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1.0-liter EcoBoost achieves 45 mpg on the highway

Ford has officially announced that the 2014 Fiesta using the new and very small three-cylinder 1.0-liter EcoBoost engine is officially the most fuel-efficient non-hybrid vehicle in America. The little 1.0-liter engine is able to achieve 32 mpg in the city, 45 mpg on the highway, and 37 mpg combined.

Those official fuel efficiency ratings are dead on with Ford's promise of achieving mid-40 mpg efficiency when it first announced the tiny three-cylinder engine in November 2012. Ford says that the Fiesta is the only subcompact in its class able to deliver 45 mpg on the highway while producing over 120 hp.

Ford says that its 1.0-liter Fiesta achieves fuel efficiency of 12 mpg higher than the Honda Fit and 8 mpg higher than the Toyota Yaris on the Highway. The 1.0-liter EcoBoost Fiesta gets better fuel efficiency than some competitors’ diesel and hybrid vehicles. Ford specifically calls out the 2014 Honda Insight, which achieves 44 mpg on the highway and the 2014 VW Golf diesel with a manual transmission that achieves 42 mpg on the highway.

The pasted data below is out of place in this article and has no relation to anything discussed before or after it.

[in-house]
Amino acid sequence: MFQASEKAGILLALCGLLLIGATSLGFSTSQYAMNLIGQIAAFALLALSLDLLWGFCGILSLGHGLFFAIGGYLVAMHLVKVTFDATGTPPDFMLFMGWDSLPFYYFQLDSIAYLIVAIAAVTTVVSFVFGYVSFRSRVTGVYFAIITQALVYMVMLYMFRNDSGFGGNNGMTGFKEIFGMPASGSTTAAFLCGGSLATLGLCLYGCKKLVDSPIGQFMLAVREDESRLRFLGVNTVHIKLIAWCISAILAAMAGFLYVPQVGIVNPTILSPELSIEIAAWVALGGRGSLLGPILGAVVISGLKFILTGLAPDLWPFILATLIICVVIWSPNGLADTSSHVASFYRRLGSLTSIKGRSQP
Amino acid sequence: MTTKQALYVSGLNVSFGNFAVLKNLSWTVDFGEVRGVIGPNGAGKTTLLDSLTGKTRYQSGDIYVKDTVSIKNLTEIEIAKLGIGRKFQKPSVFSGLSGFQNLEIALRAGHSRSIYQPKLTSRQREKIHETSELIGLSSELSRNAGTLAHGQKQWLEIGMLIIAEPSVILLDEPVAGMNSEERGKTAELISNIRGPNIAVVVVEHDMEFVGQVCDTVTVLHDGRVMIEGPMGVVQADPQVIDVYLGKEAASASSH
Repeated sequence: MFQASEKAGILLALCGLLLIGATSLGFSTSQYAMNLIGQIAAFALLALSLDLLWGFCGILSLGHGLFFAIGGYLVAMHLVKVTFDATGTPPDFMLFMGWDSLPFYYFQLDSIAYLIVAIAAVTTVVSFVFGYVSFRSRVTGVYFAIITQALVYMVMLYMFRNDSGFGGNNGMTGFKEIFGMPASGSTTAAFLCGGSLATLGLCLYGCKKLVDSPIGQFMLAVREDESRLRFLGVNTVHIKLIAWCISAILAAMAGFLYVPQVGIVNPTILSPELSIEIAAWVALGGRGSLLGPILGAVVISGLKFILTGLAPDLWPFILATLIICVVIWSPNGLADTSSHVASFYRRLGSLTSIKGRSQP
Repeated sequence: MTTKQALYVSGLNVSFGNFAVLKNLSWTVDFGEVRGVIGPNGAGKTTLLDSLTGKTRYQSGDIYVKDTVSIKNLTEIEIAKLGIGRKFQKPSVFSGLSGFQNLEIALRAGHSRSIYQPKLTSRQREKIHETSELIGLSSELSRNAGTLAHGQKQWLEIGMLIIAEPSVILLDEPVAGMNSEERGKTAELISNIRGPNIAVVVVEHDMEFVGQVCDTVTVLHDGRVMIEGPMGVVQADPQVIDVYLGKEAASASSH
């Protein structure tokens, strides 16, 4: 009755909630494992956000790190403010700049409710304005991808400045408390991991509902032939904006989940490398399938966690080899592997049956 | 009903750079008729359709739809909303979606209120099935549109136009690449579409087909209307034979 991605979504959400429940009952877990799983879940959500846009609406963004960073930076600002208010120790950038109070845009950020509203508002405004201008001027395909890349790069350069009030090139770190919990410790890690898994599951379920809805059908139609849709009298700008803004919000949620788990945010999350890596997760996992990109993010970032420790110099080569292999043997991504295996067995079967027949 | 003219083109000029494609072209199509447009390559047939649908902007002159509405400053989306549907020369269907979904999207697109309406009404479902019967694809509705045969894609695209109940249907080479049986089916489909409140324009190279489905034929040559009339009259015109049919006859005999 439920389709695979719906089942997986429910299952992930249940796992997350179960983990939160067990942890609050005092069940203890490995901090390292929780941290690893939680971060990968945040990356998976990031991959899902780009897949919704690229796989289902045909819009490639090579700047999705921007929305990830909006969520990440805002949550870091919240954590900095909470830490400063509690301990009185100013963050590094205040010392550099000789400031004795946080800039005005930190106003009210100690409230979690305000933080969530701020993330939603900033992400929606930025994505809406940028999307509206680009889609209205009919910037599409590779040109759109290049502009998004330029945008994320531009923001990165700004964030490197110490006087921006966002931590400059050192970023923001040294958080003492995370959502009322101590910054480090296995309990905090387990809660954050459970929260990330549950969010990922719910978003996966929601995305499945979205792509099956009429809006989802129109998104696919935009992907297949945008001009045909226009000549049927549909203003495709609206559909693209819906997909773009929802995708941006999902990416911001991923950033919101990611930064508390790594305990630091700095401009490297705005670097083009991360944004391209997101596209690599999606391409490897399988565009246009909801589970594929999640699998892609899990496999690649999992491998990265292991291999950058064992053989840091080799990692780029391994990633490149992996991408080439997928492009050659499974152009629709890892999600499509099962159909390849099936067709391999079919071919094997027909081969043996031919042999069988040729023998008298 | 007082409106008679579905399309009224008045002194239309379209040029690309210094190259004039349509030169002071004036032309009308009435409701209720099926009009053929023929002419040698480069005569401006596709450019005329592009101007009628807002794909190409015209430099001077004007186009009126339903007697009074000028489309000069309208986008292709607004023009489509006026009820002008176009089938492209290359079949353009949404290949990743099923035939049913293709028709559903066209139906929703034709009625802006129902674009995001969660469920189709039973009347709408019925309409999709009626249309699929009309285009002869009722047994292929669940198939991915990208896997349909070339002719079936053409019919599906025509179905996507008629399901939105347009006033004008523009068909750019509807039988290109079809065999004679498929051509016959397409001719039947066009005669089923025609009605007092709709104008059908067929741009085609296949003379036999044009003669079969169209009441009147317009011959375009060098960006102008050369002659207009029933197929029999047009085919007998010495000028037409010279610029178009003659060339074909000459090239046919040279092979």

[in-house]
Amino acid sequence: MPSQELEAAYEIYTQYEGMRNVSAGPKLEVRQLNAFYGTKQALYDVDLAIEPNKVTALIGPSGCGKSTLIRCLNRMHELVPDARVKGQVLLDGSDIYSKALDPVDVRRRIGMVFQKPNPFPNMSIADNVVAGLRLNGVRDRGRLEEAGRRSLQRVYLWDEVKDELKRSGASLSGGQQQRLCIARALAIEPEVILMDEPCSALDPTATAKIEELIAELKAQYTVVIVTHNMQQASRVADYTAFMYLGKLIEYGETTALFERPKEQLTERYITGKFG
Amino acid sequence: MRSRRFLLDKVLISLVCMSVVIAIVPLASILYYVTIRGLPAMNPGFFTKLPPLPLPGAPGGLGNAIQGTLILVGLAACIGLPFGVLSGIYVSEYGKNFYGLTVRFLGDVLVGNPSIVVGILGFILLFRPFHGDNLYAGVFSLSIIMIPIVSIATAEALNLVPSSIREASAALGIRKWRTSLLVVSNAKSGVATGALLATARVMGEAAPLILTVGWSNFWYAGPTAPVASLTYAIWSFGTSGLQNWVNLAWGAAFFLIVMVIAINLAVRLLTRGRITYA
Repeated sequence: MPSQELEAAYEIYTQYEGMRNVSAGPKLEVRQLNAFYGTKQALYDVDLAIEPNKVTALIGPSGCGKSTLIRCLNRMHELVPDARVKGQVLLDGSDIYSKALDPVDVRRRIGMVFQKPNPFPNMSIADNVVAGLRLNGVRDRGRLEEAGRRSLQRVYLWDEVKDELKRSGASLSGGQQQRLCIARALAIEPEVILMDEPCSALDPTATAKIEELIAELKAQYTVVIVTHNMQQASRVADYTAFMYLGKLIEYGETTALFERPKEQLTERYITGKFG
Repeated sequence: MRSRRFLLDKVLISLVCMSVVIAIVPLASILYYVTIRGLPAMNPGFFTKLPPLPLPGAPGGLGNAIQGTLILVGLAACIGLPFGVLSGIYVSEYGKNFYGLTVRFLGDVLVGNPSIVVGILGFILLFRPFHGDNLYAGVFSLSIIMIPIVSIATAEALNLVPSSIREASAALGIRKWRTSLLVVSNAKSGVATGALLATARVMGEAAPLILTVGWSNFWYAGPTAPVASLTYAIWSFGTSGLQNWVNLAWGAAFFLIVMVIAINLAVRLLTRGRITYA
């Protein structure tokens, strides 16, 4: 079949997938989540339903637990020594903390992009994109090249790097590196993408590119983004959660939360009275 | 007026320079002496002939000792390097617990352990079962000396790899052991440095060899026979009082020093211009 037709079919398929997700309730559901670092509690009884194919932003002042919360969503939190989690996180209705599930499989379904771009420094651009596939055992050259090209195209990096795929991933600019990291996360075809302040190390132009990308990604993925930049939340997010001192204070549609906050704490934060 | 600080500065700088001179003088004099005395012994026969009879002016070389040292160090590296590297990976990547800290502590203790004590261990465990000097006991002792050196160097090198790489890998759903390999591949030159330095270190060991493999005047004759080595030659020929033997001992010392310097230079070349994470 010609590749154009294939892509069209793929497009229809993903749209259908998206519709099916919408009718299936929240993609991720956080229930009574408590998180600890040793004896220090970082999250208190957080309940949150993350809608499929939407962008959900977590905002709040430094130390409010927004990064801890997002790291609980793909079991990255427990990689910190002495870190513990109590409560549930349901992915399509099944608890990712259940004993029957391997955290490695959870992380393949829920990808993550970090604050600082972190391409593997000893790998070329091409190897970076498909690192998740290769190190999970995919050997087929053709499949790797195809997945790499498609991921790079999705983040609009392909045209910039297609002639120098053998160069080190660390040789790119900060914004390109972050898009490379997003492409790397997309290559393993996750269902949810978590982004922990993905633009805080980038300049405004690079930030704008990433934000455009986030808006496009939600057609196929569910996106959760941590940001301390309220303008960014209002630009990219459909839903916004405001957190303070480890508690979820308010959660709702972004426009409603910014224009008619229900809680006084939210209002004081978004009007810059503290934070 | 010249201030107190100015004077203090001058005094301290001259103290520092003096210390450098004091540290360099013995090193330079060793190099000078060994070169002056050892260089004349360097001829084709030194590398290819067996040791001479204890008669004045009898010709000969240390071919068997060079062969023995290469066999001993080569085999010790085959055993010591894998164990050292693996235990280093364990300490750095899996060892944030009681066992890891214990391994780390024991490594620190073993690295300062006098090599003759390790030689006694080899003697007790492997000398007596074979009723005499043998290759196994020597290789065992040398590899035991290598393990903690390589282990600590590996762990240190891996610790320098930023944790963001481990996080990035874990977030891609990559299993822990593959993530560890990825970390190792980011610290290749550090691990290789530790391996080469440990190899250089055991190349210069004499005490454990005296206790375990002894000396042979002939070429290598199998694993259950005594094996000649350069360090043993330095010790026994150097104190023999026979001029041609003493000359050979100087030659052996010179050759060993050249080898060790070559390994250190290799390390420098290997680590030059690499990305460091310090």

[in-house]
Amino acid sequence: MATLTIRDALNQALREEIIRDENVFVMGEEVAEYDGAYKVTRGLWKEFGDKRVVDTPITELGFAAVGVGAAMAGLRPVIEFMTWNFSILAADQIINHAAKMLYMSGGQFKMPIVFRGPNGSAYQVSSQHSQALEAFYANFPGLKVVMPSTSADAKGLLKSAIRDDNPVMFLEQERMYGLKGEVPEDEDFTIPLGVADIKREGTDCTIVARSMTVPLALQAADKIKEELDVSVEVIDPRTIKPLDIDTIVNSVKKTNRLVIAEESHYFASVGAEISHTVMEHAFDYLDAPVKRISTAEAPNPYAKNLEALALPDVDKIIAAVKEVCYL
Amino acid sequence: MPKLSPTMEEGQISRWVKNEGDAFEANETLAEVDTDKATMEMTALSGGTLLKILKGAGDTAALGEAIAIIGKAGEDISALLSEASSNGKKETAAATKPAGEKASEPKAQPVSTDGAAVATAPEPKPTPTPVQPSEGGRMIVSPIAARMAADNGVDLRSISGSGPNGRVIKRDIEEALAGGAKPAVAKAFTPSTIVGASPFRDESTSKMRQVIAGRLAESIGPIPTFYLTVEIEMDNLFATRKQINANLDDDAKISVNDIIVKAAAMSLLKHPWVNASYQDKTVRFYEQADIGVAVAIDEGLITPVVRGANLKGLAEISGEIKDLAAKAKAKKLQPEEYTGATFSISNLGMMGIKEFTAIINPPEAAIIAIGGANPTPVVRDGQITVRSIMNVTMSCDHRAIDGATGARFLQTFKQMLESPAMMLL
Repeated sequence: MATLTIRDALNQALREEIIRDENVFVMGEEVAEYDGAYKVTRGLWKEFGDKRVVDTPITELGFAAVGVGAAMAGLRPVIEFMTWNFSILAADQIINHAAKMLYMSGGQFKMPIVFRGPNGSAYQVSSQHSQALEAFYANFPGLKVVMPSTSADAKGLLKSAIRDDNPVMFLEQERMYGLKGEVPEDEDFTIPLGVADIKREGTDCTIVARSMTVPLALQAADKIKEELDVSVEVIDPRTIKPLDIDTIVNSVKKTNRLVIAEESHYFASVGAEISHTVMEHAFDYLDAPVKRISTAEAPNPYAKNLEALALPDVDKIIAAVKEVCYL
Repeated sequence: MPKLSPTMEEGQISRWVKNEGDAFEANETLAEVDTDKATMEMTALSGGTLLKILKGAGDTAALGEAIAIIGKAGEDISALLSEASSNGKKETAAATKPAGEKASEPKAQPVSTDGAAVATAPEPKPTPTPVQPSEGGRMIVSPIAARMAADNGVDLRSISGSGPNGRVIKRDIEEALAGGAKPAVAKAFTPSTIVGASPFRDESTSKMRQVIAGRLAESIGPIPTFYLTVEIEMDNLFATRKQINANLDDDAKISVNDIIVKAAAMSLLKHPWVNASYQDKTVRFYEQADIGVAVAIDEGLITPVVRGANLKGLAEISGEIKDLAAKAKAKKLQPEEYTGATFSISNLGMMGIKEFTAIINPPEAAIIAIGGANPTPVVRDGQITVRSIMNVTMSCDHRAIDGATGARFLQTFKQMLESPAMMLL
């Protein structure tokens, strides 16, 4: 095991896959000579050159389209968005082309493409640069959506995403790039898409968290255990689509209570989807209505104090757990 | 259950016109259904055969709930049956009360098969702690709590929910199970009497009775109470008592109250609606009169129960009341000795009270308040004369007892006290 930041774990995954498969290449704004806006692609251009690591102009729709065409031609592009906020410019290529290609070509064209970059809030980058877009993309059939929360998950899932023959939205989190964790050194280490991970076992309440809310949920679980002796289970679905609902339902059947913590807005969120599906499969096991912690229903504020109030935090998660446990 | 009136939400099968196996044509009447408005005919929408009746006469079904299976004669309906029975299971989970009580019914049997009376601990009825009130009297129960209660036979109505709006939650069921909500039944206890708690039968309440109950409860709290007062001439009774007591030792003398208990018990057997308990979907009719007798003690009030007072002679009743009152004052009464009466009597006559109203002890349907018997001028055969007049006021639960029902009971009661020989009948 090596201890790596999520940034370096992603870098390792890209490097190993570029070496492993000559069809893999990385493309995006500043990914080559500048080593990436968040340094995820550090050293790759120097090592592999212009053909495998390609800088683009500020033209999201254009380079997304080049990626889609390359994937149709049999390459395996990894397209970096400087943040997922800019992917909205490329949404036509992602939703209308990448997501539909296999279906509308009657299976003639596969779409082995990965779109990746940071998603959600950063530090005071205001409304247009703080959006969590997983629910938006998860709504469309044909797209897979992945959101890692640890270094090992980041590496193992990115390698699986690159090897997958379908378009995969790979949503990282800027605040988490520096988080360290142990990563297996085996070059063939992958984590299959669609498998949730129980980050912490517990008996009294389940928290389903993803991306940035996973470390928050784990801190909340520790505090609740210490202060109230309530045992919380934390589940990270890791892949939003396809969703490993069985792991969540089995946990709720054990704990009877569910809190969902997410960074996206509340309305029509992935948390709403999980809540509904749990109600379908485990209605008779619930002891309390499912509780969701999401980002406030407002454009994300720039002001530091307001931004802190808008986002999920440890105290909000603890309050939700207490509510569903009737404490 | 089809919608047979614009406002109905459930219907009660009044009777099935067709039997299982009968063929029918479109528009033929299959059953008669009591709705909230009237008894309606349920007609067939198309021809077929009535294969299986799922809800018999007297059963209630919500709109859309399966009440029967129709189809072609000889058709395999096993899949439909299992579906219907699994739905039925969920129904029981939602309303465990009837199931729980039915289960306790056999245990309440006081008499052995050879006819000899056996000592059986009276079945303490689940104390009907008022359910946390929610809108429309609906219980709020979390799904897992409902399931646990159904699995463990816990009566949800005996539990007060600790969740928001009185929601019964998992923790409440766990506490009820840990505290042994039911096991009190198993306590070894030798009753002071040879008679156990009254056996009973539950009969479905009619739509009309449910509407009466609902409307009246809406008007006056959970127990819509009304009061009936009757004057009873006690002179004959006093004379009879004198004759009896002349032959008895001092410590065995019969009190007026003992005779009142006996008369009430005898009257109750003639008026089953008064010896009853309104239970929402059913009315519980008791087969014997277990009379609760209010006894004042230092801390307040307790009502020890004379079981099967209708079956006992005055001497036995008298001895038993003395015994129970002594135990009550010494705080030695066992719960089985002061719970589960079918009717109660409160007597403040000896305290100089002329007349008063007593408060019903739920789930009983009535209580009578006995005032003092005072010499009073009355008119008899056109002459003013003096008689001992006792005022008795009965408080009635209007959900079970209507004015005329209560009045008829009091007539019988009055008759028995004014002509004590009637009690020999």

Despite being incredibly fuel-efficient, the 1.0-liter EcoBoost engine reduces 123 hp and 125 pound-foot of torque. The vehicle also features an overboost setting allowing the car to make 145 pound-foot of torque for up to 15 seconds.

The 2014 Ford Fiesta with the 1.0-liter EcoBoost is set to hit dealer showrooms later this year.

Source: Ford



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RE: Slooooooooooooooooowwwwwwwww
By Solandri on 10/30/2013 3:29:33 PM , Rating: 2
Diesel weighs 15% more per gallon than gasoline, meaning it simply concentrates a greater amount of fuel (energy) into a smaller volume. Its energy density per volume is about 12% higher than gasoline, so divide all those diesel mileages by 1.12 to get a fair comparison of how far the car is going on the same amount of energy.

This is the reason planes and rockets measure fuel quantity by mass. That eliminates fuel density as a factor (which can change with capricious things like temperature). Unfortunately we measure car fuel economy in MPG, when lbs per 100 miles would be a much better measure.


RE: Slooooooooooooooooowwwwwwwww
By Samus on 10/31/2013 1:18:56 AM , Rating: 2
In a 4-cycle engine, torque scales with displacement. Since diesel engines produce much more torque than petrol engines, the added weight of diesel doesn't take a hit on overall efficiency as it would on a petrol engine.

This is why large trucks with petrol engines are incredibly stupid, especially if your adding to the already ridiculous curb weight (passengers, towing, 25 gallon fuel tank, etc.)


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